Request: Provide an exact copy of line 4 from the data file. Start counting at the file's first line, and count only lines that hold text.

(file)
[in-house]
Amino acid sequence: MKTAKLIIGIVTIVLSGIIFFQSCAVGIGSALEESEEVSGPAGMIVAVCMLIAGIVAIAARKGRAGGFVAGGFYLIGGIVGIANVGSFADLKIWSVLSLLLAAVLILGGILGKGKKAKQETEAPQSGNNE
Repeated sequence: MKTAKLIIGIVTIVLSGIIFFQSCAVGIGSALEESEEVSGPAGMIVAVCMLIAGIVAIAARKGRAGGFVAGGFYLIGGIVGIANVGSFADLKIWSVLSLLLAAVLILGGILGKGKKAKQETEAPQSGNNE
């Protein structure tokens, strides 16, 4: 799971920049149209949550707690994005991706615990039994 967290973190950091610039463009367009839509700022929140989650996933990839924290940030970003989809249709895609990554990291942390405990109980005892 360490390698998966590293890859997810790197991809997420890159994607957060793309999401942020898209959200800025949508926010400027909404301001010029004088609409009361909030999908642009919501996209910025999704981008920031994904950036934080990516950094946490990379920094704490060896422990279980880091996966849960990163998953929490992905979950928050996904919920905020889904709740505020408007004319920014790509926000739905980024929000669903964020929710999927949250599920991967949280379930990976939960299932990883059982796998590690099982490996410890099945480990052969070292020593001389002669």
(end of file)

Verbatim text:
């Protein structure tokens, strides 16, 4: 799971920049149209949550707690994005991706615990039994 967290973190950091610039463009367009839509700022929140989650996933990839924290940030970003989809249709895609990554990291942390405990109980005892 360490390698998966590293890859997810790197991809997420890159994607957060793309999401942020898209959200800025949508926010400027909404301001010029004088609409009361909030999908642009919501996209910025999704981008920031994904950036934080990516950094946490990379920094704490060896422990279980880091996966849960990163998953929490992905979950928050996904919920905020889904709740505020408007004319920014790509926000739905980024929000669903964020929710999927949250599920991967949280379930990976939960299932990883059982796998590690099982490996410890099945480990052969070292020593001389002669």